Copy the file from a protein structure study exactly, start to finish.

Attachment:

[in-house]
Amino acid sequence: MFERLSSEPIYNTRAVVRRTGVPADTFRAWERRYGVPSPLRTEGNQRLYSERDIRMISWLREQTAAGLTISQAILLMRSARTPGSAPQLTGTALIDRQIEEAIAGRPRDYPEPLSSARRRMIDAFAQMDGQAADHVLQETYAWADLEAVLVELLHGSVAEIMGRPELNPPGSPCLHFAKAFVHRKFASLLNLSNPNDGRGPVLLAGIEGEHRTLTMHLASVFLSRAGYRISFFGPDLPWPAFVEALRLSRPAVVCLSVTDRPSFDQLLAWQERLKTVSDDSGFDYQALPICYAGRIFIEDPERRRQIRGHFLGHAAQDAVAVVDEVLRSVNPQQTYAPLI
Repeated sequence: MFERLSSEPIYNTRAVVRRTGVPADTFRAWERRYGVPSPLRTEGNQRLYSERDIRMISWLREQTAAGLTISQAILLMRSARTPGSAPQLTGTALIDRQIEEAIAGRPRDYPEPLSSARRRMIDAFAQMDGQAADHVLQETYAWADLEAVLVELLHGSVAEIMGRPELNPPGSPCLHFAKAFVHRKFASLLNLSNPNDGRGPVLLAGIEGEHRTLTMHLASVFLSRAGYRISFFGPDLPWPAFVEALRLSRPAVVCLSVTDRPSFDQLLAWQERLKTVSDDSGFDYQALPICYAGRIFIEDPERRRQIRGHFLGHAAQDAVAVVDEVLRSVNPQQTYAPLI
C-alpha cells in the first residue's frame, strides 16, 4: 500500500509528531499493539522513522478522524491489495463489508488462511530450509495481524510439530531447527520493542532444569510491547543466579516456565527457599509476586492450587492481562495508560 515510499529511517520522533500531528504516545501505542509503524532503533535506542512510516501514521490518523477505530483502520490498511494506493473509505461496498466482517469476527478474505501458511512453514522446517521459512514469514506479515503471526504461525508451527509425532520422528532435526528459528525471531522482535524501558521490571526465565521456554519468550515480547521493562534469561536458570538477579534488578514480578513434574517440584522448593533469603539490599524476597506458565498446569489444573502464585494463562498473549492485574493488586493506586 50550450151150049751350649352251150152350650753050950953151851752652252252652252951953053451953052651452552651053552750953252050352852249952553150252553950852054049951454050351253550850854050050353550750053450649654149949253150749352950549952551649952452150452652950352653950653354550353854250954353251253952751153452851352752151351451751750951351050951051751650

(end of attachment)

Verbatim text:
[in-house]
Amino acid sequence: MFERLSSEPIYNTRAVVRRTGVPADTFRAWERRYGVPSPLRTEGNQRLYSERDIRMISWLREQTAAGLTISQAILLMRSARTPGSAPQLTGTALIDRQIEEAIAGRPRDYPEPLSSARRRMIDAFAQMDGQAADHVLQETYAWADLEAVLVELLHGSVAEIMGRPELNPPGSPCLHFAKAFVHRKFASLLNLSNPNDGRGPVLLAGIEGEHRTLTMHLASVFLSRAGYRISFFGPDLPWPAFVEALRLSRPAVVCLSVTDRPSFDQLLAWQERLKTVSDDSGFDYQALPICYAGRIFIEDPERRRQIRGHFLGHAAQDAVAVVDEVLRSVNPQQTYAPLI
Repeated sequence: MFERLSSEPIYNTRAVVRRTGVPADTFRAWERRYGVPSPLRTEGNQRLYSERDIRMISWLREQTAAGLTISQAILLMRSARTPGSAPQLTGTALIDRQIEEAIAGRPRDYPEPLSSARRRMIDAFAQMDGQAADHVLQETYAWADLEAVLVELLHGSVAEIMGRPELNPPGSPCLHFAKAFVHRKFASLLNLSNPNDGRGPVLLAGIEGEHRTLTMHLASVFLSRAGYRISFFGPDLPWPAFVEALRLSRPAVVCLSVTDRPSFDQLLAWQERLKTVSDDSGFDYQALPICYAGRIFIEDPERRRQIRGHFLGHAAQDAVAVVDEVLRSVNPQQTYAPLI
C-alpha cells in the first residue's frame, strides 16, 4: 500500500509528531499493539522513522478522524491489495463489508488462511530450509495481524510439530531447527520493542532444569510491547543466579516456565527457599509476586492450587492481562495508560 515510499529511517520522533500531528504516545501505542509503524532503533535506542512510516501514521490518523477505530483502520490498511494506493473509505461496498466482517469476527478474505501458511512453514522446517521459512514469514506479515503471526504461525508451527509425532520422528532435526528459528525471531522482535524501558521490571526465565521456554519468550515480547521493562534469561536458570538477579534488578514480578513434574517440584522448593533469603539490599524476597506458565498446569489444573502464585494463562498473549492485574493488586493506586 50550450151150049751350649352251150152350650753050950953151851752652252252652252951953053451953052651452552651053552750953252050352852249952553150252553950852054049951454050351253550850854050050353550750053450649654149949253150749352950549952551649952452150452652950352653950653354550353854250954353251253952751153452851352752151351451751750951351050951051751650